I don’t plan to make Sunday morning statements about most noteworthy events that make national news. I hope my brothers and sisters at BridgePoint Bible Church can appreciate when I do decide to make these statements without expecting that every injustice that tops the headlines will receive a focused response in our Sunday gatherings. But some issues rise to the forefront of the well-formed Christian conscience, and those moments sometimes require a clear public declaration. I’m only ten weeks into the pastorate, but I believed and still believe that yesterday morning was one of those times. Here are the comments I made to our church before I began my Sunday sermon.
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Brothers and sisters of BridgePoint,
This weekend, thousands of people marched through the small college town of Charlottesville, Virginia. Their local protest was the recent removal of Confederate statues and names from local parks and monuments, which they have a right to peaceably protest.
But this group was made up of white supremacists, neo-Nazis, and Ku Klux Klan members representing the broad group called the “alt-right.” And their larger stated agenda is to “take back America” for the “superior white race.” There were torches, Nazi flags and salutes, and Hitler quotes on full display.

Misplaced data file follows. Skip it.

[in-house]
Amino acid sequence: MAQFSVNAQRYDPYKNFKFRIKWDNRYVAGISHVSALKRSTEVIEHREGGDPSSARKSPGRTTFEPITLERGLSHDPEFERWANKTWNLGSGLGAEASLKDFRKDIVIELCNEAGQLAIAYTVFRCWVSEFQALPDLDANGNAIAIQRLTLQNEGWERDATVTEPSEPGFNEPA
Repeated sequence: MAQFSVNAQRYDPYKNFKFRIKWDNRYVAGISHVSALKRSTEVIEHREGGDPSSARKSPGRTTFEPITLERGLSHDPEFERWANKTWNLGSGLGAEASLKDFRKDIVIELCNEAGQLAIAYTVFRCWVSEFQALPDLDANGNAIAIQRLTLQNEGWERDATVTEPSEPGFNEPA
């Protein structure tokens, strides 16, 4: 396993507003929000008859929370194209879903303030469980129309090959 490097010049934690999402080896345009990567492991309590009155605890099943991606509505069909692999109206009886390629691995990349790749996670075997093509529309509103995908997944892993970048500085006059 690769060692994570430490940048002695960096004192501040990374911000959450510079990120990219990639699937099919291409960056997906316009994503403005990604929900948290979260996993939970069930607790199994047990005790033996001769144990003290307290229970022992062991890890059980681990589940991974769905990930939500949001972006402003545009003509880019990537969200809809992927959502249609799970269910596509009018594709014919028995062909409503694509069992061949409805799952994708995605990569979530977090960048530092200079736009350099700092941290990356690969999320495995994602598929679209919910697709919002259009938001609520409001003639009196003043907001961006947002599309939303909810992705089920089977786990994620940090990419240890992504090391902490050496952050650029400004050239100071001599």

Every news organization in the United States, as well as international networks like the BBC and Al Jazeera, covered this gathering. After following these events through the weekend, I want to state something clearly:
This is racism, it’s evil, and it’s satanic. At BridgePoint Bible Church, we are unapologetic and unwavering in our belief that every human being is made in the image of God. Regardless of race, color, or nationality, every person has equal dignity and value as God’s image-bearer. Further, the gospel of Jesus Christ is offered to all people, because it is a gospel of grace. No individual or group is privileged above another, and anyone who turns from their sins and trusts in Jesus Christ alone for forgiveness may be saved simply through faith in his name.
Now, while we condemn the racism so obviously on display this weekend, we must also recognize this morning that all of us—regardless of our nationality or background—have the seeds of racism in our hearts. We are all tempted, in ways we often don’t even recognize, to view ourselves as superior and others as inferior. We are all tempted, in ways we often don’t even recognize, to be suspicious or judgmental or condescending toward those of a different race.
As Christians, we must be committed to protecting the inherent dignity of every human being; we must be committed to protecting the purity of the gospel which brings salvation to all people; and we must be committed to protecting the purity of this church by living out Christ’s message of reconciliation that brings together in one body Jew, Gentile, and members from every nation on earth.
I pray that in the coming years, we would all humbly stand together for this gospel of reconciliation, in word and attitude and action.
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